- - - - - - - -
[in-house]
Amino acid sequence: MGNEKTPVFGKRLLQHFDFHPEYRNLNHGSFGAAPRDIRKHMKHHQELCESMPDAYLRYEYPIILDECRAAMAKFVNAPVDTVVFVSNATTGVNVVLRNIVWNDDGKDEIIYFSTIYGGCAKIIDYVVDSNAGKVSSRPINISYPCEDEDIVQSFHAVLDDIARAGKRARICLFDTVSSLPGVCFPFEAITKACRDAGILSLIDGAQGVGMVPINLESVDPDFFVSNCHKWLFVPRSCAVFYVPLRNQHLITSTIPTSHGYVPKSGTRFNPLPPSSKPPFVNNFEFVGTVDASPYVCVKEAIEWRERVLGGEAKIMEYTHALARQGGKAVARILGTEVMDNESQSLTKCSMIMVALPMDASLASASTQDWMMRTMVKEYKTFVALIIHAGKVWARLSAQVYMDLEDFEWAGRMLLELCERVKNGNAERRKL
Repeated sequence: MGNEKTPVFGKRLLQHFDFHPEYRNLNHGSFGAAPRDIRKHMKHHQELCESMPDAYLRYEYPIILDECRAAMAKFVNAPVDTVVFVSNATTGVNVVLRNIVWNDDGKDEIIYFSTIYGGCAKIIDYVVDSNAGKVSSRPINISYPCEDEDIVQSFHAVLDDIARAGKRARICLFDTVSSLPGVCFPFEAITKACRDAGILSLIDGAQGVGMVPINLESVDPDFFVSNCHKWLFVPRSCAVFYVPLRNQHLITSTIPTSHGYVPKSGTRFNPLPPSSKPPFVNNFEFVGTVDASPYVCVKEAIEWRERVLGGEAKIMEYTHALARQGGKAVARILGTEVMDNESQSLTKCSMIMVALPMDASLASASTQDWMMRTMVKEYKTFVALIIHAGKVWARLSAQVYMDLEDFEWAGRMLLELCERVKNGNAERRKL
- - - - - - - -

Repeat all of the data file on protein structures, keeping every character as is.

[in-house]
Amino acid sequence: MGNEKTPVFGKRLLQHFDFHPEYRNLNHGSFGAAPRDIRKHMKHHQELCESMPDAYLRYEYPIILDECRAAMAKFVNAPVDTVVFVSNATTGVNVVLRNIVWNDDGKDEIIYFSTIYGGCAKIIDYVVDSNAGKVSSRPINISYPCEDEDIVQSFHAVLDDIARAGKRARICLFDTVSSLPGVCFPFEAITKACRDAGILSLIDGAQGVGMVPINLESVDPDFFVSNCHKWLFVPRSCAVFYVPLRNQHLITSTIPTSHGYVPKSGTRFNPLPPSSKPPFVNNFEFVGTVDASPYVCVKEAIEWRERVLGGEAKIMEYTHALARQGGKAVARILGTEVMDNESQSLTKCSMIMVALPMDASLASASTQDWMMRTMVKEYKTFVALIIHAGKVWARLSAQVYMDLEDFEWAGRMLLELCERVKNGNAERRKL
Repeated sequence: MGNEKTPVFGKRLLQHFDFHPEYRNLNHGSFGAAPRDIRKHMKHHQELCESMPDAYLRYEYPIILDECRAAMAKFVNAPVDTVVFVSNATTGVNVVLRNIVWNDDGKDEIIYFSTIYGGCAKIIDYVVDSNAGKVSSRPINISYPCEDEDIVQSFHAVLDDIARAGKRARICLFDTVSSLPGVCFPFEAITKACRDAGILSLIDGAQGVGMVPINLESVDPDFFVSNCHKWLFVPRSCAVFYVPLRNQHLITSTIPTSHGYVPKSGTRFNPLPPSSKPPFVNNFEFVGTVDASPYVCVKEAIEWRERVLGGEAKIMEYTHALARQGGKAVARILGTEVMDNESQSLTKCSMIMVALPMDASLASASTQDWMMRTMVKEYKTFVALIIHAGKVWARLSAQVYMDLEDFEWAGRMLLELCERVKNGNAERRKL